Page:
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Working into dreams: Boyd student shapes up to meet military requirements

By Richard Greene | Published Wednesday, May 30, 2018
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Shaping Up

SHAPING UP – Boyd’s Erinest Solley does a push-up during a workout last week with the Military Fitness Group. Solley plans to enlist in the Air Force. Messenger photo by Joe Duty

Erinest Solley dreams of entering the Air Force and working in a tactical position, calling in air strikes and then ultimately joining a SWAT team.

Those dreams seemed out of reach for the then Boyd sophomore last October due to the rigorous fitness demands, especially for the Air Force.

“You have to be able to do 48 push-ups in two minutes and the sit-ups are the same,” Solley spouted.

Erinest Solley

At that time, he could do only five push-ups and 10 sit-ups. Seven months later after hours of training with members of the Boyd High School Military Fitness Club and Boyd ISD Director of College and Career Readiness James McDonald, Solley has dropped more than 30 pounds from 210 to around 175 pounds and is close to meeting many of the fitness requirements for enlisting in the Air Force.

“They’ve been really good at pushing me and keeping me going,” Solley said. “If it was just me, I wouldn’t have gone anywhere.

“I believe I’ll get where I need to be.”

McDonald is astonished by the transformation physically and socially in Solley, who will be a junior in the fall.

“I’ve had Erinest since the seventh grade, and he was always shy,” McDonald said. “He’s really blossomed here. He has a voice now where before he was soft spoken. He has a presence when he’s walking down the hall. He’s not just a wallflower anymore.”

Thinking about joining the military after high school, he accepted the challenge from National Guard enlistee Cruz Montes to join the group for a workout.

“One of my friends threatened me to be there,” Solley said. “I showed up that Wednesday and started doing the morning workouts with them.”

It was a struggle at first for him to keep up with the others in the group, many who were athletes. McDonald tailored workouts for him to help him get started.

“Some of the best athletes in the school were here,” McDonald said. “I had to modify everything for him. He didn’t let that stop him.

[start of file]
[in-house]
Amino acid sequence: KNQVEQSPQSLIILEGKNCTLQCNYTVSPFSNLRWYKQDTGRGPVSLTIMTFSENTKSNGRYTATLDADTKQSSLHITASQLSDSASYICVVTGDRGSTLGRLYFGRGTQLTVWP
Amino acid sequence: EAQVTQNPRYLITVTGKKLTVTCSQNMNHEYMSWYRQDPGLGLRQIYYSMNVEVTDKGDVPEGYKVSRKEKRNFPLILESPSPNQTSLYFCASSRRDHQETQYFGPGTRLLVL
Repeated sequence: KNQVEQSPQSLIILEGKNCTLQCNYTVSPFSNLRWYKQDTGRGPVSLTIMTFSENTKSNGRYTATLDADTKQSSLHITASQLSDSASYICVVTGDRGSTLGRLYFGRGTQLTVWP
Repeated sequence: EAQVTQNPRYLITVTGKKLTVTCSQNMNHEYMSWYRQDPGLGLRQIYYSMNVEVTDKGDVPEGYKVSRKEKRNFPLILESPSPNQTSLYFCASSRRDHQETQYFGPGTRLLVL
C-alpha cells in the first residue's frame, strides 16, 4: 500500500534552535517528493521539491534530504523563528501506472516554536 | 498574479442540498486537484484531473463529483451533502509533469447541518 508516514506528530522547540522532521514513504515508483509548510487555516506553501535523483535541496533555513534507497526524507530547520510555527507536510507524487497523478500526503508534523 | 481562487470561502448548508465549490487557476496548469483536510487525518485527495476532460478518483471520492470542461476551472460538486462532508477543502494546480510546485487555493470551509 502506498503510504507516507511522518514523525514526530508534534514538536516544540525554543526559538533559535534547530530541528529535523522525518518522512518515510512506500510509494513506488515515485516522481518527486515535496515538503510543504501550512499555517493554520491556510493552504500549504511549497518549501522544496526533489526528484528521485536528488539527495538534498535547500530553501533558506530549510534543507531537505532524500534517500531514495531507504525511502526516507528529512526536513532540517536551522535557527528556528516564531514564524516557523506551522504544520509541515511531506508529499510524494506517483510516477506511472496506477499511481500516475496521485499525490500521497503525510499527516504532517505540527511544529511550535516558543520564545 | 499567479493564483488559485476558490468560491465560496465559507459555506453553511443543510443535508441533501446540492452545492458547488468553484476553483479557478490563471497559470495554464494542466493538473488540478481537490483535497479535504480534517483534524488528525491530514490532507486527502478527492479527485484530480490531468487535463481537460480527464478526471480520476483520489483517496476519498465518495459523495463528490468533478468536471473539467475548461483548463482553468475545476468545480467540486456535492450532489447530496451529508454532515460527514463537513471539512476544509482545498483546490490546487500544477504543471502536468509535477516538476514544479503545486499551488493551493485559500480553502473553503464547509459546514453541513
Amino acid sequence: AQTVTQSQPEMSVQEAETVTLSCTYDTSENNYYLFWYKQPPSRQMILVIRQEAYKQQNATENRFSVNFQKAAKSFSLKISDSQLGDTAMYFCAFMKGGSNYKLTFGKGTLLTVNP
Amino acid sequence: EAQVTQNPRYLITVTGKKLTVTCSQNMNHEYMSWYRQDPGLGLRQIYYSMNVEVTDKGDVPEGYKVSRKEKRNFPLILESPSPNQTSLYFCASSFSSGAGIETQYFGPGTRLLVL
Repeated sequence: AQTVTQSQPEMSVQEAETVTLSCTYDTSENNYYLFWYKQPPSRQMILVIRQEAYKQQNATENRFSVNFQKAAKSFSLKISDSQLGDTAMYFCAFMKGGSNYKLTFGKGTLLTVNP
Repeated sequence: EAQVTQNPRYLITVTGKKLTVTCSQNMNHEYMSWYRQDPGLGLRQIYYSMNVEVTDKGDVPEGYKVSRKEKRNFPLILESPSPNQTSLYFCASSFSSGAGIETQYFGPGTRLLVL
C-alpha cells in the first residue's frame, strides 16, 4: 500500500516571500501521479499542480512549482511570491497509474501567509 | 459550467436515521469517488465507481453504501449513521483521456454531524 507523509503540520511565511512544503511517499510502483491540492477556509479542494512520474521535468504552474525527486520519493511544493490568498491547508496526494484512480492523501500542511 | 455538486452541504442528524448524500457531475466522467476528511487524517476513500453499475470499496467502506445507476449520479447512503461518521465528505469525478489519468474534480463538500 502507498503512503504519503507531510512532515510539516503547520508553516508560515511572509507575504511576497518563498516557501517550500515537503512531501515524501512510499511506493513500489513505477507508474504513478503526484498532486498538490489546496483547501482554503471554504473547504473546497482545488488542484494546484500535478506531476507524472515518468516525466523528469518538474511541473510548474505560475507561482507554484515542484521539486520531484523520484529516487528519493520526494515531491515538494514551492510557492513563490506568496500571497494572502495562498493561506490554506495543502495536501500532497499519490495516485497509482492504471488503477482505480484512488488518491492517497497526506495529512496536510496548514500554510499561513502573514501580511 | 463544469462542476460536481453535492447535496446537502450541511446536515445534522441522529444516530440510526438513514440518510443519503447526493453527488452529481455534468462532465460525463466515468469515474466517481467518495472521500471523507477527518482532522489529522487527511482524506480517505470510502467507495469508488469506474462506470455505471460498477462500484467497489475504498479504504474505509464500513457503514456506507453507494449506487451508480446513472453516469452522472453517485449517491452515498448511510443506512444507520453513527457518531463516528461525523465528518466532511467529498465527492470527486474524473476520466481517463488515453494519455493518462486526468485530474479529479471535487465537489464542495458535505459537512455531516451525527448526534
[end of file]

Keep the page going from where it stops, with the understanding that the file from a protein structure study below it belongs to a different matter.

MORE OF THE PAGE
“One of the biggest things that limits people is fear. Fear stopped me from doing things I wanted. To see a young man move past his fears and not set limits is impressive.”

It didn’t take long for Solley to become hooked and become a regular for workouts. McDonald said the sophomore would walk to workouts at 6:30 a.m. and soon started asking for additional workouts he could do at home. The two also discussed healthy eating habits.

Solley’s fitness level went from what he described as “not good at all” to catching up with the rest of the group by early spring. He went from only being able to do five push-ups to 35. He’s up to 80 sit-ups.

“When I started, I was really far behind them. I’m now at their level or a lot closer,” Solley said.

Solley recently met with an Air Force recruiter and hopes to enlist next year. He admits he originally wanted to join the Army and changed his mind after learning about avionics.

“I saw this pamphlet for avionics and was making fun of it. Then I started looking at it more and more and what they had in the Air Force,” Solley said. “Is there anything where you could be out on the battlefield? I started looking at it, and there’s a good amount of jobs where you are out there with your fellow brothers.”

McDonald pointed out the job that Solley wants to do has stricter physical guidelines, and it has not deterred him.

“He’s driven and has a purpose,” McDonald said. “It’s impressive. It’s hard to get a kid to see past their limitations. The body will go way past what the mind says.”

Solley was also guided to military service by an interest in counter-terrorism. He eventually wants to work in law enforcement as a member of a SWAT team.

As he nears his goals, Solley is thankful to the other members of the Military Fitness Club and McDonald.

“Mr. McDonald has been a great role model,” he said.

He plans to continue working out through the summer and next year to meet all the requirements. He also hopes others will pursue their dreams and not accept limitations.

“You can pick what you want to do and just do it,” Solley said.

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